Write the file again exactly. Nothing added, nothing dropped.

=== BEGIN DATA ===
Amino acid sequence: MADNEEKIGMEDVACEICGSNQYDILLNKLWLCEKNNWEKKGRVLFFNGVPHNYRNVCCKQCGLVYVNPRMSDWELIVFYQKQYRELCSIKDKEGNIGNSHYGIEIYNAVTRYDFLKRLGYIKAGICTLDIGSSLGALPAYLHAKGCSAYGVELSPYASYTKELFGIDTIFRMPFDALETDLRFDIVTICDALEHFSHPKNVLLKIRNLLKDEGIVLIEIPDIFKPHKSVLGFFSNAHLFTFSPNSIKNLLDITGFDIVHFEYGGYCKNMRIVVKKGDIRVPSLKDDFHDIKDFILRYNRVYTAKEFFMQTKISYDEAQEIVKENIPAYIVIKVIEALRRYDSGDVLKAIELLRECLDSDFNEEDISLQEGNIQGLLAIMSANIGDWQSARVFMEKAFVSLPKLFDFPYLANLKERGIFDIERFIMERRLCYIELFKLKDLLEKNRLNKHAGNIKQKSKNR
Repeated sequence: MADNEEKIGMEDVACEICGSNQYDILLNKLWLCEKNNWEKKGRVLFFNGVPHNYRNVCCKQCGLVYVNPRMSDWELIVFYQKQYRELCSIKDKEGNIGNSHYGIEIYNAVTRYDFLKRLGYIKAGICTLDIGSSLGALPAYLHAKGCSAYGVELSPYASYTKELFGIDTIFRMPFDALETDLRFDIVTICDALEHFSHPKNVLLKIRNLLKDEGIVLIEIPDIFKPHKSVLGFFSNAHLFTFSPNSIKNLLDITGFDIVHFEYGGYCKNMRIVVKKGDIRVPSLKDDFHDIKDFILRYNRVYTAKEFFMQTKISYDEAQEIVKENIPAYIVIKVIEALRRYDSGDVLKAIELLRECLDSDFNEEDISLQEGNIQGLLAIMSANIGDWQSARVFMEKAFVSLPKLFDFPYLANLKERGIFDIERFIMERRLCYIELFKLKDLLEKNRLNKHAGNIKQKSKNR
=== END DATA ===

Amino acid sequence: MADNEEKIGMEDVACEICGSNQYDILLNKLWLCEKNNWEKKGRVLFFNGVPHNYRNVCCKQCGLVYVNPRMSDWELIVFYQKQYRELCSIKDKEGNIGNSHYGIEIYNAVTRYDFLKRLGYIKAGICTLDIGSSLGALPAYLHAKGCSAYGVELSPYASYTKELFGIDTIFRMPFDALETDLRFDIVTICDALEHFSHPKNVLLKIRNLLKDEGIVLIEIPDIFKPHKSVLGFFSNAHLFTFSPNSIKNLLDITGFDIVHFEYGGYCKNMRIVVKKGDIRVPSLKDDFHDIKDFILRYNRVYTAKEFFMQTKISYDEAQEIVKENIPAYIVIKVIEALRRYDSGDVLKAIELLRECLDSDFNEEDISLQEGNIQGLLAIMSANIGDWQSARVFMEKAFVSLPKLFDFPYLANLKERGIFDIERFIMERRLCYIELFKLKDLLEKNRLNKHAGNIKQKSKNR
Repeated sequence: MADNEEKIGMEDVACEICGSNQYDILLNKLWLCEKNNWEKKGRVLFFNGVPHNYRNVCCKQCGLVYVNPRMSDWELIVFYQKQYRELCSIKDKEGNIGNSHYGIEIYNAVTRYDFLKRLGYIKAGICTLDIGSSLGALPAYLHAKGCSAYGVELSPYASYTKELFGIDTIFRMPFDALETDLRFDIVTICDALEHFSHPKNVLLKIRNLLKDEGIVLIEIPDIFKPHKSVLGFFSNAHLFTFSPNSIKNLLDITGFDIVHFEYGGYCKNMRIVVKKGDIRVPSLKDDFHDIKDFILRYNRVYTAKEFFMQTKISYDEAQEIVKENIPAYIVIKVIEALRRYDSGDVLKAIELLRECLDSDFNEEDISLQEGNIQGLLAIMSANIGDWQSARVFMEKAFVSLPKLFDFPYLANLKERGIFDIERFIMERRLCYIELFKLKDLLEKNRLNKHAGNIKQKSKNR